Working as a counselor can be a rewarding profession. The other side of the coin is that it can be challenging to hear struggles that others have experienced and are experiencing throughout the day. In this role, we are the people who create a safe space for others to be vulnerable and grow individually. In this post, we discuss how to prevent burnout as a therapist as well as essential self-care tips you can use to make sure you’re the best version of you as the stressors of life and our profession hit.
What Does Therapist Burnout Look Like?
An important aspect to being a counselor is being able to find a balance in your life. We need to have a safe place of our own to let go of the thoughts and emotions that come up throughout our work. If you work in a setting where you see clients in back-to-back appointments, you may not have too much of an opportunity to do self-care in-between appointments. In these environments, it is important to make sure that you have time for yourself carved out to avoid having your thoughts and emotions compound into a larger source of distress.
Similar to the mental health concerns we see daily, therapist burnout can look different for each of us. Common experiences include:
- Worrying about clients and/or work responsibilities at home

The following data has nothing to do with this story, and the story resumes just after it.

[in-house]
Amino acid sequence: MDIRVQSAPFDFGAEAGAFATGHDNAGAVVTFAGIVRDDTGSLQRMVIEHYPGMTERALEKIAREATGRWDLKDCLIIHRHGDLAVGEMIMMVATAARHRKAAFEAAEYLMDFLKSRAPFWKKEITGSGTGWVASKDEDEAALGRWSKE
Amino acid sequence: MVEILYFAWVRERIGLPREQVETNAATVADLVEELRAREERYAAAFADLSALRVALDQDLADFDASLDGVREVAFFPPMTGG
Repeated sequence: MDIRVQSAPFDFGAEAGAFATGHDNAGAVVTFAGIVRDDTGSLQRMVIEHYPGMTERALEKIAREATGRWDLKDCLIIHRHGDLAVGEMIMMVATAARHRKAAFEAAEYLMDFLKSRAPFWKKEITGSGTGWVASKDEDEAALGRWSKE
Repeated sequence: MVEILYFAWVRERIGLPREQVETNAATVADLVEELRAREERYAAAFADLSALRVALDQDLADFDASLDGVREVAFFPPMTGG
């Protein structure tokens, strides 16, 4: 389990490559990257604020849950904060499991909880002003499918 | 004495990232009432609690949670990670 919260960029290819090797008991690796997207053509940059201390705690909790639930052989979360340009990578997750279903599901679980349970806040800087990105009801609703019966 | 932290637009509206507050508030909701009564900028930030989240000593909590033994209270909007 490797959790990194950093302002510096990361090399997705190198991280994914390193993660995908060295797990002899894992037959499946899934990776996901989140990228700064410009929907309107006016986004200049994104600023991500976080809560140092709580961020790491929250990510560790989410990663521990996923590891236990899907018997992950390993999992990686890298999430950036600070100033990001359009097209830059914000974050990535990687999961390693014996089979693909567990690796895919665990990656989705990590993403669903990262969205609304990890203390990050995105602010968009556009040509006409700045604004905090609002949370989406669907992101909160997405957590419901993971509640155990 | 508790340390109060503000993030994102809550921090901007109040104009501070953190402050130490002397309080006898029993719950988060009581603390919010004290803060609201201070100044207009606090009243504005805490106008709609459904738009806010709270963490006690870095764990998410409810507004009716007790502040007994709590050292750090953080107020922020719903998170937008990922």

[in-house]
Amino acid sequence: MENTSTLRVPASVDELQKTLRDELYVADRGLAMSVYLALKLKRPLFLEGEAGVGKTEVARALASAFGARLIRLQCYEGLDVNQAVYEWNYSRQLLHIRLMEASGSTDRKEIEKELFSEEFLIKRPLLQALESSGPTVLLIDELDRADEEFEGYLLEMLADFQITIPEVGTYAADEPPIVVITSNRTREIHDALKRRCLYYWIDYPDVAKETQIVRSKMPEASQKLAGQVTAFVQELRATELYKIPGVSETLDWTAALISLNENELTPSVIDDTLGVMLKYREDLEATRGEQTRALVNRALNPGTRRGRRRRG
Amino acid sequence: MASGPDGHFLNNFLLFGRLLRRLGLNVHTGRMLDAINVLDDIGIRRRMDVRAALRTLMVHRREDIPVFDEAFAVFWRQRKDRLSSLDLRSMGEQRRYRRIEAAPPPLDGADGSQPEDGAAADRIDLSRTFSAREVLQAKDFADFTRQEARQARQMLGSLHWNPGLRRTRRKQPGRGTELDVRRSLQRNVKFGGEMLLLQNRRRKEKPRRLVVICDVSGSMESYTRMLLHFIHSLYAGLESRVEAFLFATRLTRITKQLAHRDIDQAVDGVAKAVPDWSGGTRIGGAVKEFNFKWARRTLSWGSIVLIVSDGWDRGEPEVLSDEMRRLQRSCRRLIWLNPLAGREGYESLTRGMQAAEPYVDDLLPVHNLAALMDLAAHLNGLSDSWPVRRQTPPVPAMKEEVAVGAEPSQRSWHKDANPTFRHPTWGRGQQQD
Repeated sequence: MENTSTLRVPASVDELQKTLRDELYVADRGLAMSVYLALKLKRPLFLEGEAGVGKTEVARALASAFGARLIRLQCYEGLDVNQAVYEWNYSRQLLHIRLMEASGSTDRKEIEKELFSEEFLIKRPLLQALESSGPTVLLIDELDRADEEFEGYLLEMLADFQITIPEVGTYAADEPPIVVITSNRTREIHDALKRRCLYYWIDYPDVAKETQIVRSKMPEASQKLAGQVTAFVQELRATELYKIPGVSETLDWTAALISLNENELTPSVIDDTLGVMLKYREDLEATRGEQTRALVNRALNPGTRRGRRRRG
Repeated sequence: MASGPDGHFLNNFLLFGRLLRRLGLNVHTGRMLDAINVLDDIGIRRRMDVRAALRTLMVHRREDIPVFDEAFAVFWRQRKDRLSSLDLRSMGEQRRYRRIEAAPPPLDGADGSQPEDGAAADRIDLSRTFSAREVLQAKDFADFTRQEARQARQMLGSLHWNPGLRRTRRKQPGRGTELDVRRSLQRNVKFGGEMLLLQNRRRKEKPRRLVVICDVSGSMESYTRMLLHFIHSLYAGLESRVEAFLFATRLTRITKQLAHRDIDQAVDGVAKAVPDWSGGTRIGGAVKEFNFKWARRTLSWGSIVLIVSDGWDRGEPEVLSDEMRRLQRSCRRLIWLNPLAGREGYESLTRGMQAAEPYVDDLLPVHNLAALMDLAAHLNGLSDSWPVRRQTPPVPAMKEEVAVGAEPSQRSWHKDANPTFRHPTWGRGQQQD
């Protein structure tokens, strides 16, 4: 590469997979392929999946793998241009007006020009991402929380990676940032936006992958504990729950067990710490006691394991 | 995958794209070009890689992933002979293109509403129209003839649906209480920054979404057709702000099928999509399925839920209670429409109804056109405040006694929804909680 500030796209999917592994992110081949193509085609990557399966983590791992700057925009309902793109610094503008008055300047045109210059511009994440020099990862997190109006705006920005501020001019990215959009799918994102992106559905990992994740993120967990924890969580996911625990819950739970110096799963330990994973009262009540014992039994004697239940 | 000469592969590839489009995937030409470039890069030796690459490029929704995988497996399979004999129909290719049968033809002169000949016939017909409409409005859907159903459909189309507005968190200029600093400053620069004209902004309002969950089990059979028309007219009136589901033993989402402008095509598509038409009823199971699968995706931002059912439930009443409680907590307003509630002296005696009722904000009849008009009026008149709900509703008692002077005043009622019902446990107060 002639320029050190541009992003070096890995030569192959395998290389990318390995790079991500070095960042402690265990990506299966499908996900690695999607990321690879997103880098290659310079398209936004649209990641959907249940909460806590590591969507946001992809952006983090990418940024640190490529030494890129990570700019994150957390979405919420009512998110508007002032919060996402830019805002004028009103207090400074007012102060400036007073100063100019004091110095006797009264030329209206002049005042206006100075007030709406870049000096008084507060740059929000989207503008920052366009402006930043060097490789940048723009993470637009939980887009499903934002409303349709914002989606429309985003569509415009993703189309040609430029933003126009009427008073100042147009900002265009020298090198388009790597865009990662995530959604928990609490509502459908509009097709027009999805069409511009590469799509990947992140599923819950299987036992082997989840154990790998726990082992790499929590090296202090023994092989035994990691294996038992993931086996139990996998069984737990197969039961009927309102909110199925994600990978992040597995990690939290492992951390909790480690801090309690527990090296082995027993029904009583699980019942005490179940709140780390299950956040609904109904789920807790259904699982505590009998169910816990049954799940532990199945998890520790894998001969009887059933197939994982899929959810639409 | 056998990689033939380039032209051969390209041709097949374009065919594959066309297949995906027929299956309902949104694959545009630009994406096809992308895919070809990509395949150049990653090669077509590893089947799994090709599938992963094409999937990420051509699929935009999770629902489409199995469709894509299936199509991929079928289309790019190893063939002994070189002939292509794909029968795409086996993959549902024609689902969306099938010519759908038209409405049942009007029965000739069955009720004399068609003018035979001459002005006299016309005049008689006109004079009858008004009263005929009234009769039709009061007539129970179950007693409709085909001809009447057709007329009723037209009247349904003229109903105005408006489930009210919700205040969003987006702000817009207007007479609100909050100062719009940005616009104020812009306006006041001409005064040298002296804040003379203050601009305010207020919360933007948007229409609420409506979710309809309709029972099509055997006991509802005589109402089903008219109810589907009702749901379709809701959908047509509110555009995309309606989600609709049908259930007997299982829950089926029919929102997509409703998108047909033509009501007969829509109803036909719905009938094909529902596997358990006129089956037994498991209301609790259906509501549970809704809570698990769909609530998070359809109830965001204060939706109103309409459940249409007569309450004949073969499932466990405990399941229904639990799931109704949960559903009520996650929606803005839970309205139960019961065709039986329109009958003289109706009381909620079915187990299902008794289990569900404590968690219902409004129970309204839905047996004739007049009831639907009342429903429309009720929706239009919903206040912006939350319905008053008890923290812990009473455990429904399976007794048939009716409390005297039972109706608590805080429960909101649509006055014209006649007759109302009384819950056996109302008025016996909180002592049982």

- Poor concentration
- Sleep disturbances
- Social isolation
Additionally, many therapists’ report low work satisfaction when they are burned out. Burn out can be a reason for the rapid turnover rates that we see in some mental health settings.
What Contributes to Therapist Burnout?
Therapist burnout is a concern that has been present among Mental Health Professionals for decades. As a brief review, burnout can also be called emotional fatigue and emotional overload. This is likely to occur in situations where a counselor does not have time set aside to manage their own mental health after working with clients who struggle with mental health concerns.
There are a variety of factors that can contribute to the development of burnout. Many, if not most, mental health professionals will be at risk of becoming burned out during their career. The environment that we work in can increase our risk of becoming burned out. As an example, if you were to work in an environment where you do not feel supported by your employer or connected to your colleagues, you may experience more insolation than others. Additionally, if you are in a setting with clients who are motivated by external factors, such as legal entities, you may be more at risk of developing burnout.